Our two greatest models of the Christian life, Jesus and Mary, offer us a road-map to, while not necessarily understanding this mystery, accepting it. In the Garden of Gethsemane immediately prior to His crucifixion, Jesus became “sorrowful unto death,” praying three separate times, “My Father, if it is possible, may this cup be taken from me. Yet not as I will, but as You will.” Later, at the very foot of the cross, watching her innocent son die a horrific death and in the midst of the greatest suffering she had ever experienced, Mary gave her second fiat, consenting to become the mother of us all. Suffering, then, is an opportunity for deeper conversion, to cultivate a deeper reliance on Him, to humble ourselves and submit in obedience. It is a chance to say, “Be it done unto me according to Thy word,” and “Not as I will, but as You will.”

In this capacity, suffering functions as a tool for salvation and a means for cooperating more fully with God’s will. Consider the words of the Christ Child to Mariamante, a visionary entrusted with beginning the spiritual movement of the “Apostolate of Holy Motherhood in Catholic Families”:

“Fear nothing that unites you to Me, such as your trials and crosses, rather fear only that which separates you from Me.... Pray for strength and courage to carry your crosses, not to have them taken away when they are your means for purification or sanctification.
“Although the mercy of God indeed includes the cures of many afflictions, it is only in those cases where I deem it as unnecessary for their salvation to carry that particular cross. If a cross or trial is of great spiritual value, I will not remove it, and you should never wish that it were, for it may be the means of salvation of many not only the individual soul.” The Apostolate of Holy Motherhood, Vision 26, Tuesday, March 3, 1987.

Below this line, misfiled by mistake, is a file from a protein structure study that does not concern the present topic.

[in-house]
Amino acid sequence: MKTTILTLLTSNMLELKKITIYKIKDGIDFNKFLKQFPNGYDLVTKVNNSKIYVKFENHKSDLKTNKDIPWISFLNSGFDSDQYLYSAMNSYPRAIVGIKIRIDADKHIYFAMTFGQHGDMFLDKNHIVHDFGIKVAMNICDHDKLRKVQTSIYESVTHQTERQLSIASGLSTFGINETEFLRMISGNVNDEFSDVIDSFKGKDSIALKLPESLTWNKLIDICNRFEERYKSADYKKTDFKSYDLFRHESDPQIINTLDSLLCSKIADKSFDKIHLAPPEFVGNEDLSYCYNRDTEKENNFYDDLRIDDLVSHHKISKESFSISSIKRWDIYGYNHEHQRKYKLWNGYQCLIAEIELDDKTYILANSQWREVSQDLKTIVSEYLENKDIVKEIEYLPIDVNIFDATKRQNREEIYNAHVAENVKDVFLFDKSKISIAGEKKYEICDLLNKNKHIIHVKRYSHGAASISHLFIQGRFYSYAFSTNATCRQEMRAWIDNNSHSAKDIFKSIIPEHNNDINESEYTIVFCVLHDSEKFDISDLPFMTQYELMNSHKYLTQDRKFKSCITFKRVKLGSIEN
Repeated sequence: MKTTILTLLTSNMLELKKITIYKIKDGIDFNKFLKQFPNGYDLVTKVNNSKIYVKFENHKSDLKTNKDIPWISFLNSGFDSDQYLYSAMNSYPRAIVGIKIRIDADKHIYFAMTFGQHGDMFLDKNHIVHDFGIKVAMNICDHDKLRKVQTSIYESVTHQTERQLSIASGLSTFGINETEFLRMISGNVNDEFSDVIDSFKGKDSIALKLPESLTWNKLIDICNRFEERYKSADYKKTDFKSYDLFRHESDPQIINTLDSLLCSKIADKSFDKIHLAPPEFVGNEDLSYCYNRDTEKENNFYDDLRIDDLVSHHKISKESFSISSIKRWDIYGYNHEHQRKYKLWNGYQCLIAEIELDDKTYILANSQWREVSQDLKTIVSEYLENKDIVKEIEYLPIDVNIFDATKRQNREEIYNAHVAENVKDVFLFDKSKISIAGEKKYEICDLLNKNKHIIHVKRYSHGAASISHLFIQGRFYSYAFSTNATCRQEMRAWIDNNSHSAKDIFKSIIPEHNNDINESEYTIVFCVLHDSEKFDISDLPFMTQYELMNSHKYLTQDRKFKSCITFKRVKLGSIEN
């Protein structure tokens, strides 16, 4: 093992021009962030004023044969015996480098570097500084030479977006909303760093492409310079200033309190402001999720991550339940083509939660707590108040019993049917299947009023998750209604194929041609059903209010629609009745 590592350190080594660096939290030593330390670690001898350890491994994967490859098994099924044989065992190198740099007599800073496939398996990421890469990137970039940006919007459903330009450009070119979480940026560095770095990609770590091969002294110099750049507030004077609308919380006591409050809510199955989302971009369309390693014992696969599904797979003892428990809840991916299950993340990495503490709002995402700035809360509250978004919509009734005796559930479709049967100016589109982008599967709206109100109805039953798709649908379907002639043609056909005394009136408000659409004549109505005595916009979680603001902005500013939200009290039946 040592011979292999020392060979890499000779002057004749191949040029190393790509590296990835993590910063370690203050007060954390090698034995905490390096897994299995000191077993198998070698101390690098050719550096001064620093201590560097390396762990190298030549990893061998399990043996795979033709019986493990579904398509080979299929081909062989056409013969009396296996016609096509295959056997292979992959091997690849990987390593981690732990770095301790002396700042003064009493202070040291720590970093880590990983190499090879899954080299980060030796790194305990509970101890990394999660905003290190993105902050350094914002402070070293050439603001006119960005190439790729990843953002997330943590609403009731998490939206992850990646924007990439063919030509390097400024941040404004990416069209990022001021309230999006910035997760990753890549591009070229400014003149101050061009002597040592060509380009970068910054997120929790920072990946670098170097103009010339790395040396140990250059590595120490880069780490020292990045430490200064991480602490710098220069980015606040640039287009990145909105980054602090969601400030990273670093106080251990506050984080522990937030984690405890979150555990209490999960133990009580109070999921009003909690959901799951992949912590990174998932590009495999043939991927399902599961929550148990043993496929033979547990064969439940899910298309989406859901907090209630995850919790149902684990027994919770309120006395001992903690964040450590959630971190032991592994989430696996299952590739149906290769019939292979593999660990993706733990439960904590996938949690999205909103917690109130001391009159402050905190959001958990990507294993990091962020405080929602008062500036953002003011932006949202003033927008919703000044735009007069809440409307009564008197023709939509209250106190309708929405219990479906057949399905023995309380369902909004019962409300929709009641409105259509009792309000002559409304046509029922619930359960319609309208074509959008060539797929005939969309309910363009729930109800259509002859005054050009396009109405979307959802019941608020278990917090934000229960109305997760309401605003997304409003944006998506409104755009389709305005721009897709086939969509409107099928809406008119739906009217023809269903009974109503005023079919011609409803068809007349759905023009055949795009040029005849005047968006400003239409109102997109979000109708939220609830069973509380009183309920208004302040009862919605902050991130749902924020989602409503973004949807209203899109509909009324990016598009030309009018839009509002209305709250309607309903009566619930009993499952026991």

If the words of the Christ Child here seem extreme, consider the exchange between Jesus and St. Peter in Matthew 16:21-25. Jesus began to explain to His disciples that He must go to Jerusalem to suffer at the hands of the elders, chief priests, and teachers of the law, be killed, and raised on the third day:

“Peter took him aside and began to rebuke him. ‘Never, Lord!’ he said. ‘This shall never happen to you!’Jesus turned and said to Peter, ‘Get behind me, Satan! You are an obstacle to me; you do not have in mind the things of God, but the things of men.’ Then Jesus said to his disciples, "If anyone would come after me, he must deny himself and take up his cross and follow me. For whoever wants to save his life will lose it, but whoever loses his life for me will find it.” (Emphasis added).

If we truly understood suffering as God’s will and a means of purgation and sanctification, we would embrace our suffering with joy, accepting God’s “no’s” in confidence rather than fear. Doing so, of course, will not remove the pain, but like one swimming with the current rather than against it, living life in concert with God’s will is always easier than living a life that is an obstacle to it (I speak from personal experience here!).

The next time you hear “no” from God, keep listening. Allow Him and Our Lady of Sorrows to comfort you. Hear Him as he gathers you to Himself, whispering softly, “Behold I am doing a new thing; now it springs forth, do you not perceive it? I will make a way in the wilderness and rivers in the desert.” The joy is through the sorrow. Keep the faith – Easter morning is coming.